NextFab Blog

ShopBot CNC Router Part II

Posted by admin

Aug 12, 2011 12:00:00 PM

Hi, I’m Mevin. I’m a high school student at George Washington High School. I’m an intern at NextFab Studio and I’ll be taking class and blogging about my experience. If you have any questions, email me at

The goals of ShopBot CNC Router Part I are to learn the basics of the software used for the ShopBot. Now in ShopBot CNC Router Part II, the goals are to get to know the ShopBot machine and tell the software to produce G-code and tell the ShopBot carve a rosette. Myself and the 2 other students waited 10 minutes for a student to show up. 10 minutes later, the student didn’t show up and instructor Lewis, tall with a curled mustache started the class.

Lewis taught us about the moving commands for the ShopBot such as command “M2”which is a G-code (computer programming language used mainly in automation) that moved the X and Y axis of the ShopBot. We were taught how to remove and change the Ball Nose Bit (The item used cut and carve the model.) We all changed the bit. First, I loosened the vacuum skirt causing it to release and go down. Then, I loosened the collet with 2 wrenches, and then removed the Ball Nose bit and replaced it with a different bit. Finally, I placed the collet back in the machine and lifted and tightened the vacuum skirt. The next step was to hold the board so it can be carved.

Lewis told us the old method of holding the cutting board in the ShopBot was by screwing the board to the ShopBot bed. This had a lot of problems, like the cutter would break from hitting the screws and it took a lot of time to screw the wood down. I asked Lewis, “how does that new vacuum method for holding the cutting board work?”. So, there’s an orange vacuum cleaner to the left and its connected with pipes to the ShopBot bed. You turn on the vacuum and it sucks through the bed. We took our board and screwed it to a larger board and we put it on the bed which sucked the board tight.

Next Lewis had each of us open the rosette file. He asked one of the students, Lee, to move to [6,6] of the x and y axis (the coordinate point where the rosette model was located). We opened the file and on the screen I watched G-code being produced and watched the Rosette amazingly being carved by the ShopBot. When the rosette was being carved, a dust collector (pretty much a giant noisy vacuum) was loud and sucked up the dust of the wood.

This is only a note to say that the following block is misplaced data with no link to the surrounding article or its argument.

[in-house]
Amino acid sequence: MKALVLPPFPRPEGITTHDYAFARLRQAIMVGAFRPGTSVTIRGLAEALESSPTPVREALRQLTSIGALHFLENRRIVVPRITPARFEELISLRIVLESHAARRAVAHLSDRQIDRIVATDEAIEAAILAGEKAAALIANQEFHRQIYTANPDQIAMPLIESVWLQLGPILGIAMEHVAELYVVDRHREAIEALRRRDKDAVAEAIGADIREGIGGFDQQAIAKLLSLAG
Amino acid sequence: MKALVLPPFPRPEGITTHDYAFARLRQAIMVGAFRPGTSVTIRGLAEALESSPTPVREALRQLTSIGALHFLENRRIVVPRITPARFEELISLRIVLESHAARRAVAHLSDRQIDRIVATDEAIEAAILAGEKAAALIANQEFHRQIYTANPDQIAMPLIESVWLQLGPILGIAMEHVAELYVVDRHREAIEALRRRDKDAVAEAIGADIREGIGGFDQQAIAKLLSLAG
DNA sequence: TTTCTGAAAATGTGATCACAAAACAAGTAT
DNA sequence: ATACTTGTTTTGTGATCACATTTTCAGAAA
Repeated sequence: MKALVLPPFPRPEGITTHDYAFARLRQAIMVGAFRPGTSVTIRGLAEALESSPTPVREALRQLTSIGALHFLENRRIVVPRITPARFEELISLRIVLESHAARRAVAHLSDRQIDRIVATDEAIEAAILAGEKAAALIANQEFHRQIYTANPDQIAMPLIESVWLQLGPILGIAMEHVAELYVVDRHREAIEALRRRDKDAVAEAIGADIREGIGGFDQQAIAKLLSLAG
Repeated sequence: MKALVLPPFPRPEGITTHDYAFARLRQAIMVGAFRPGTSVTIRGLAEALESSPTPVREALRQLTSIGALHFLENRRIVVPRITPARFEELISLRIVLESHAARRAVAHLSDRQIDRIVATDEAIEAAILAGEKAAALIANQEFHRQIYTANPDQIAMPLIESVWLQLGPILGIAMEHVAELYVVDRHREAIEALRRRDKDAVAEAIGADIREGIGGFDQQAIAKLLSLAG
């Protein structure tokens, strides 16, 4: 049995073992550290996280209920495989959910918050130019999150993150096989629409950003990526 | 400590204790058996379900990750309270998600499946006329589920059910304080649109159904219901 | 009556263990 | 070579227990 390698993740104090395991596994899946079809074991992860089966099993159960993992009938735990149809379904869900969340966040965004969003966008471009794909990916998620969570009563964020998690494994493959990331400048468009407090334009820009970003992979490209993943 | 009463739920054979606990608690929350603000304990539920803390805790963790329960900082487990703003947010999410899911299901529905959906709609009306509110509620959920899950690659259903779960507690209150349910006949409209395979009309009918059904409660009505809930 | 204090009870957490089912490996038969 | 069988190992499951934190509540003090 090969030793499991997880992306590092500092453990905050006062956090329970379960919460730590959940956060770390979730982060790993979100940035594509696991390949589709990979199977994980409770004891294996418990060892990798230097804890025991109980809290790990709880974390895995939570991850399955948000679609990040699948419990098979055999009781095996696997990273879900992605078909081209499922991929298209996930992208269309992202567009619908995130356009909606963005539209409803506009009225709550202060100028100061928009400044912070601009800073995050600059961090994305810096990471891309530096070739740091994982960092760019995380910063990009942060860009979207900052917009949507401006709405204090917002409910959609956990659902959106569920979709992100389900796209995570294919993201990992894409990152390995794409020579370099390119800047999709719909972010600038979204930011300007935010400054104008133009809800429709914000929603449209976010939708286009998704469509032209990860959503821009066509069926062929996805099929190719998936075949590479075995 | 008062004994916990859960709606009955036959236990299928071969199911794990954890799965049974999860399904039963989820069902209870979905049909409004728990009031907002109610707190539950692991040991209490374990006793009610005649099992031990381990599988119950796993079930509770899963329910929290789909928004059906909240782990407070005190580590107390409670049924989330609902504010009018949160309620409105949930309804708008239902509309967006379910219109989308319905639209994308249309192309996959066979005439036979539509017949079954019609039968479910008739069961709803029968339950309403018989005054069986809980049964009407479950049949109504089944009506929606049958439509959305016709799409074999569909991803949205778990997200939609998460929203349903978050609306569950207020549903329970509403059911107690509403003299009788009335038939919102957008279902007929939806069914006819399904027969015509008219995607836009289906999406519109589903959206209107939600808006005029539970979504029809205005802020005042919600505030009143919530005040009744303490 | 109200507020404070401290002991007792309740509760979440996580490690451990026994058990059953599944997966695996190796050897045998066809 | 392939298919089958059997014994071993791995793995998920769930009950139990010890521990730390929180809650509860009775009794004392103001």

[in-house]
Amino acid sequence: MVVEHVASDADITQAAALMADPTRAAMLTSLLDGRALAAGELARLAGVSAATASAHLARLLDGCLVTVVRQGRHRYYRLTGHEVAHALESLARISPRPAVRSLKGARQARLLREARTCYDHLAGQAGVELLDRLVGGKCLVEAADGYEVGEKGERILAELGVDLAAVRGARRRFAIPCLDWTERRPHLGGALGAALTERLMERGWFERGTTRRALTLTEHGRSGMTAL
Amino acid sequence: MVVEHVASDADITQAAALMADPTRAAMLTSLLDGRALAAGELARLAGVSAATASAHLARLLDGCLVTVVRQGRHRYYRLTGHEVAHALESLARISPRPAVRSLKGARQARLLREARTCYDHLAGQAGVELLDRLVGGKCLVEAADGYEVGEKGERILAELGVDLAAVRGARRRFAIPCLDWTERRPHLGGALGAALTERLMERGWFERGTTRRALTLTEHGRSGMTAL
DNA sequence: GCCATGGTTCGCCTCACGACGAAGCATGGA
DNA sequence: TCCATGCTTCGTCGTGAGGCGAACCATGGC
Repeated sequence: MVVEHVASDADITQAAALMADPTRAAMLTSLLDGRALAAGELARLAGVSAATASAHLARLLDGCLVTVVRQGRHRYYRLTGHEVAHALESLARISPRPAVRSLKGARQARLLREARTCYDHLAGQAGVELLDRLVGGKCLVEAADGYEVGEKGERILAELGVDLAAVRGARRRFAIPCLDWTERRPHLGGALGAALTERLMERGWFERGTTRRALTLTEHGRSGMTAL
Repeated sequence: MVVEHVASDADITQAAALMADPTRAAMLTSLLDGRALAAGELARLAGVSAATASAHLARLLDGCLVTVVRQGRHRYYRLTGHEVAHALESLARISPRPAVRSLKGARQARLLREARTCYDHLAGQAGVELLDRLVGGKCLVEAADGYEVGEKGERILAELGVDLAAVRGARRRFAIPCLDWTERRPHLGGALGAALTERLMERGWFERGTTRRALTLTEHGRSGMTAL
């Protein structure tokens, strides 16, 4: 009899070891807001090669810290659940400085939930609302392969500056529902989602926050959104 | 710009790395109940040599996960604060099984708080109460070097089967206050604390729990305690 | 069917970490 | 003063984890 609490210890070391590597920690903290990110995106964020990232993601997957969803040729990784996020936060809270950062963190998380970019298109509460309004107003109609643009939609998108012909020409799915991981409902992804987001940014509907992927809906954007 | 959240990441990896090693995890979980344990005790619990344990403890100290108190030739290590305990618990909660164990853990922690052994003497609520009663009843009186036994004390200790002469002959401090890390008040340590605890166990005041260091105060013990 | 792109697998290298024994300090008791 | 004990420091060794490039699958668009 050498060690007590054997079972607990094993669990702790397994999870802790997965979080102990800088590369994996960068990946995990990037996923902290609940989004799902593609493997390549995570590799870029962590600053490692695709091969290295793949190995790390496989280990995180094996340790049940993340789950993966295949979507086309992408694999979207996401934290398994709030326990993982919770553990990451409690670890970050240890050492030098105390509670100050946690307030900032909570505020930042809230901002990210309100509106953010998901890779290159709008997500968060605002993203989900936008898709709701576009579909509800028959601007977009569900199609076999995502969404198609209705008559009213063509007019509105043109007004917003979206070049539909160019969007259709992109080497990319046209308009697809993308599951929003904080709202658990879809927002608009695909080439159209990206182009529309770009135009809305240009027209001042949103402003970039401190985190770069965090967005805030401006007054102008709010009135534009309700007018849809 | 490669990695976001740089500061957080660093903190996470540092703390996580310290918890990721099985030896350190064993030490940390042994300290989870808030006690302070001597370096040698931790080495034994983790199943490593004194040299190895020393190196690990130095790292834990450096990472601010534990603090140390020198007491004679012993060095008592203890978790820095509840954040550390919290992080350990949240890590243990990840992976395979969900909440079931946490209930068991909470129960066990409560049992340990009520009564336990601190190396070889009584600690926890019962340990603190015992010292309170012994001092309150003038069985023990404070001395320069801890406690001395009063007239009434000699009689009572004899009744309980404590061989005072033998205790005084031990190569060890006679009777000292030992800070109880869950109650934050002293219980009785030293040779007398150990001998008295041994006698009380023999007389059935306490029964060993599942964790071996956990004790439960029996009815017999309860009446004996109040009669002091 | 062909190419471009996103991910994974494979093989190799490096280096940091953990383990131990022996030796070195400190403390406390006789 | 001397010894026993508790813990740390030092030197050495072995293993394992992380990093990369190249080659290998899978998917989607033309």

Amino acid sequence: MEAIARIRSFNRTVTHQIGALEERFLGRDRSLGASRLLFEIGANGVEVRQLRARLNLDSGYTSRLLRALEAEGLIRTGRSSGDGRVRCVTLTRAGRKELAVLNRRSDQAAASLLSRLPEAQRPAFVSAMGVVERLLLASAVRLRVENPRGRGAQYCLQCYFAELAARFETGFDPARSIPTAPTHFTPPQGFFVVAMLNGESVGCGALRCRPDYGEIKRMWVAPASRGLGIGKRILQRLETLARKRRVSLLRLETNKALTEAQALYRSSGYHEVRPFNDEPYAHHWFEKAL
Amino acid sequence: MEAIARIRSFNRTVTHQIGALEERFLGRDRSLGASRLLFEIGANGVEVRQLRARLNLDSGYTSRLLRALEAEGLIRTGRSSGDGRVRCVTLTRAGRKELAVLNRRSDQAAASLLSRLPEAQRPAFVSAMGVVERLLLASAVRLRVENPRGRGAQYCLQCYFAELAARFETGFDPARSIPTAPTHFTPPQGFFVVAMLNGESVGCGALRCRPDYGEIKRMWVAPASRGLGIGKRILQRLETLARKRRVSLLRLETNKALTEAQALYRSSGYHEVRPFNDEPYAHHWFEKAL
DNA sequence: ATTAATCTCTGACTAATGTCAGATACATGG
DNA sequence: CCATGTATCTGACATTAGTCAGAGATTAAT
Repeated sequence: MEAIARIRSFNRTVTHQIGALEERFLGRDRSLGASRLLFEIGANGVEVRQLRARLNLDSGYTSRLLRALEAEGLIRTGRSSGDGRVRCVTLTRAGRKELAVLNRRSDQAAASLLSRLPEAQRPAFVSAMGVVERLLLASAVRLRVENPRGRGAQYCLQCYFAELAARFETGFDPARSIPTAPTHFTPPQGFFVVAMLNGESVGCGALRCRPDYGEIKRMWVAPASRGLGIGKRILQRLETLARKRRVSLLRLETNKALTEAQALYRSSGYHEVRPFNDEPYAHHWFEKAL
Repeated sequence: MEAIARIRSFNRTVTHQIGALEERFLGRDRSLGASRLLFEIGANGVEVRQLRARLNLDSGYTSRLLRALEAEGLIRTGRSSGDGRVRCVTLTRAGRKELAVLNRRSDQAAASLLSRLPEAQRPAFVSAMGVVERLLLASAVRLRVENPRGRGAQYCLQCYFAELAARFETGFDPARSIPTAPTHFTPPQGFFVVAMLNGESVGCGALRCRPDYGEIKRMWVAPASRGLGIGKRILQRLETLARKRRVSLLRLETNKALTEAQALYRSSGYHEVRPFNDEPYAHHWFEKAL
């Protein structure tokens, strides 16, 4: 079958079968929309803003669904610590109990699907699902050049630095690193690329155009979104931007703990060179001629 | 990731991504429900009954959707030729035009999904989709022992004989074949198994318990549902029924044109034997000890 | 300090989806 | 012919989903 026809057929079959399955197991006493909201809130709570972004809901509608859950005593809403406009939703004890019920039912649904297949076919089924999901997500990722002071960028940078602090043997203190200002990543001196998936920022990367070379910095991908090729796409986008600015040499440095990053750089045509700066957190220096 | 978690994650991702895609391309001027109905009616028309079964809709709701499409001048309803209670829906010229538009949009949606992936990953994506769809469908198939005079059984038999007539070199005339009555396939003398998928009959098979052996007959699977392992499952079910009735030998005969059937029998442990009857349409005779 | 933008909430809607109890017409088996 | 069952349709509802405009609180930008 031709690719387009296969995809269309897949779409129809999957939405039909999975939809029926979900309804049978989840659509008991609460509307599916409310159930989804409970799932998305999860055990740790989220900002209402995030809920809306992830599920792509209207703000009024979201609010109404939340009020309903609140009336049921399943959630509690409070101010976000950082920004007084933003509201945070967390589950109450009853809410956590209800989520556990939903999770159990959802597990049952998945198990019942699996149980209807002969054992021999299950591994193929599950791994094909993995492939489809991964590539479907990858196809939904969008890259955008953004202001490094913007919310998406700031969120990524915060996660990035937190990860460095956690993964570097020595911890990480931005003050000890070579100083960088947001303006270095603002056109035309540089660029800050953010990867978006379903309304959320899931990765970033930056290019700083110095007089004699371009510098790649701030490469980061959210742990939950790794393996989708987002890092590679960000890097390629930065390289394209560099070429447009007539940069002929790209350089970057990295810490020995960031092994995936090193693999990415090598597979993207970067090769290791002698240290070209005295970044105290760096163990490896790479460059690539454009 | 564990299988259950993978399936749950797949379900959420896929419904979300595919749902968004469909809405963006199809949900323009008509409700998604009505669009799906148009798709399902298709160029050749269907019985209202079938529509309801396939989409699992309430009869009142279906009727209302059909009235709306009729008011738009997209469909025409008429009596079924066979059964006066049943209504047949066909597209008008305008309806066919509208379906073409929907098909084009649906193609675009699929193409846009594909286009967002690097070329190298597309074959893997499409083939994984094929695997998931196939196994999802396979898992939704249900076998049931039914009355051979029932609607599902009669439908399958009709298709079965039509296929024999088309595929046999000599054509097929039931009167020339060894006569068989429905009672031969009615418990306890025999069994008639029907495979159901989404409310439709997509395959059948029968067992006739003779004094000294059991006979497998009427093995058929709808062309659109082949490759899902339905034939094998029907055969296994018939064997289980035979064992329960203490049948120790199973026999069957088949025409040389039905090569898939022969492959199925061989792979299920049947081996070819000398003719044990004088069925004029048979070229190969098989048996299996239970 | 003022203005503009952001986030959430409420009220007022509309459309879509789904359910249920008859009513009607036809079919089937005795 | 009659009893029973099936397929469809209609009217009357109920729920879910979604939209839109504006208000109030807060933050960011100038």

After the rosette was created, I got to hold it and I was amazed about how accurate the ShopBot was, because the piece was exactly like the design I saw on the computer.

The students signed off at the front desk and are now able to make a design and use the ShopBot by themselves.

Topics: intern, Uncategorized, shopbot, nextfab

ShopBot Classes

Posted by admin

Jul 25, 2011 7:36:00 PM

I have finished both of the ShopBot classes and I have a number of ideas for which I want to use the ShopBot.   The first is fairly easy.   I want to make a wooden frame  with engraving to hold my uncle’s World War II medals and documents so his granddaughter can display them in her home.   I think this can be accomplished with ease on the ShopBot.   I am not even scratching the surface of what can be done with this tool, but I do think my project will be a good starting point.   

Topics: Uncategorized, shopbot, nextfab, classes

More Classes

Posted by admin

Jul 18, 2011 2:30:00 PM

I have taken more classes.   I have taken the first part of the Trotec Laser Cutter/Engraver class, the first part of the TorchMate CNC Plasma Cutter class and the first part of the ShopBot class.   Each of these machines is a fantastic tool.